Building an HTML Label for Xamarin.Forms

I recently built an HTML Label control for Xamarin.Forms. It’s available on nuget if you’d like to give it a try. I decided to write this post on how and why I built this particular library. As you may or may not know, there are already several other HTML label controls out there and of course there is the WebView control. So why did I find it necessary to build my own?

First of all, I had some very basic requirements (for a side-project) - I needed to do basic text markup like bold/strong, italics, and hyperlinks. Hyperlinks quickly turned into the deal-breaker requirement for most, if not all, of the other libraries out there. Some didn’t support hyperlinks at all while others had very complicated code to support hyperlinks (e.g., coordinates and gestures). As for the Xamarin.Forms WebView control, it just seemed like overkill for what I needed to do. I feel like the WebView is good for rendering screens in an app that are entirely driven by HTML, rendering very complex CSS-heavy HTML, or, of course simply displaying a web page. I just needed to display some text that is coming from a web API that may or may not have some minimal HTML for formatting and linking.

I’m pretty sure the reason hyperlinks are not supported or overly complex in other libraries is because by default including hyperlinks in a UILabel is not supported on iOS. Since the Xamarin.Forms Label element is rendered down to a UILabel, this limits what can be done with hyperlinks in a custom LabelRenderer. However, hyperlinks can be included very easily in a UITextView. But how do we make a custom LabelRenderer use UITextView instead of UILabel?

My solution

My solution is to use a custom Label class (named HtmlLabel) mapped to a custom LabelRenderer for Android, but not for iOS. For iOS I mapped HtmlLabel to a UITextView using a custom ViewRenderer<>. So, when using the HtmlLabel control from a Page or ContentView everything will act and work like a Label since it’s literally just a subclass of Label. But, on iOS it will be rendered differently than how Xamarin.Forms would normally render a Label, using a UITextView instead of a UILabel.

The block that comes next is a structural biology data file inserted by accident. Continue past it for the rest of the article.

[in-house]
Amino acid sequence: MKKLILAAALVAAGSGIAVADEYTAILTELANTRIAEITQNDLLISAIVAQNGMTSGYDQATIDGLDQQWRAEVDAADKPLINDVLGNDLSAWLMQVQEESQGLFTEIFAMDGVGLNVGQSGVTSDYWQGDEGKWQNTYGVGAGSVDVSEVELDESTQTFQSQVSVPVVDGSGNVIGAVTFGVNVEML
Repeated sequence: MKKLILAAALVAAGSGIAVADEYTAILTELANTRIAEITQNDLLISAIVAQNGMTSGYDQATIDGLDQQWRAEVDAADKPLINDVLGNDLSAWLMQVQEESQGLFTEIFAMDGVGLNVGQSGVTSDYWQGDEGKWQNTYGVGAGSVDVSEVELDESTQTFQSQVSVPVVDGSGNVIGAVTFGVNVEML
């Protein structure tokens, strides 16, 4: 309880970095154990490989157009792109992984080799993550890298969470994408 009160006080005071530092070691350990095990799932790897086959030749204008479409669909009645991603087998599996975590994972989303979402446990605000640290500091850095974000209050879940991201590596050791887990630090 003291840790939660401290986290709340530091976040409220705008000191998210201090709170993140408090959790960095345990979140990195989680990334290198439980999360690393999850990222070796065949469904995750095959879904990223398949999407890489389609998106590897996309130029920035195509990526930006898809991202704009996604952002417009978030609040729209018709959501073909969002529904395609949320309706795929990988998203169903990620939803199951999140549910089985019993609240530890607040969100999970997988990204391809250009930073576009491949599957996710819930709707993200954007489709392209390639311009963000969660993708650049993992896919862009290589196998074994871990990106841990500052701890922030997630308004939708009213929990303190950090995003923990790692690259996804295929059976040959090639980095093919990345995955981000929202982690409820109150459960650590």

First I made a new Label subclass named HtmlLabel that will be the “control” used to display HTML:

public class HtmlLabel : Label 

I didn’t need to add any new properties since the Text property from the base Label class is all that is needed to store the text value that contains the HTML.


Since HTML and hyperlinks are easily rendered in an Android.Widget.TextView, there is no issue simply subclassing LabelRenderer to add HTML rendering support:

Control.TextFormatted = Build.VERSION.SdkInt >= BuildVersionCodes.N
    ? Html.FromHtml(Element.Text, FromHtmlOptions.ModeCompact)
    : Html.FromHtml(Element.Text);

And to include support for hyperlinks:

Control.MovementMethod = Android.Text.Method.LinkMovementMethod.Instance;

That’s it for Android… just a few lines of code in a custom LabelRenderer. Nothing out of the ordinary.


For iOS it’s a slightly different story but just as simple - I want to render HtmlLabel using a UITextView, not a UILabel. I did this by subclassing ViewRenderer<HtmlLabel, UITextView> instead of LabelRenderer.

Now that the custom renderer is working with a UITextView as its native control, HTML rendering support can easily be added:

NSError error = null;
Control.AttributedText = new NSAttributedString(
    new NSAttributedStringDocumentAttributes { 
            DocumentType = NSDocumentType.HTML 
    ref error);

Even though Control (the native control) is a UITextView, Element (the Xamarin.Forms element being rendered) is still a Label (via HtmlLabel), so Element.Text can still be used as well as any other Label properties just like we would in a basic custom LabelRenderer.

And to include support for hyperlinks:

Control.ShouldInteractWithUrl += delegate { return true; };

Also, while not really required, it’s nice to disable editing and scrolling so the UITextView behaves more like a label:

Control.Editable = false;
Control.ScrollEnabled = false;

And that’s all it takes to enable HTML (with hyperlinks) rendering support using a UITextView. Much simplier than trying to manipulate the UILabel in a custom LabelRenderer with a ton of complex code.

You can view all of the code for HtmlLabel on my github and you can get the package on nuget.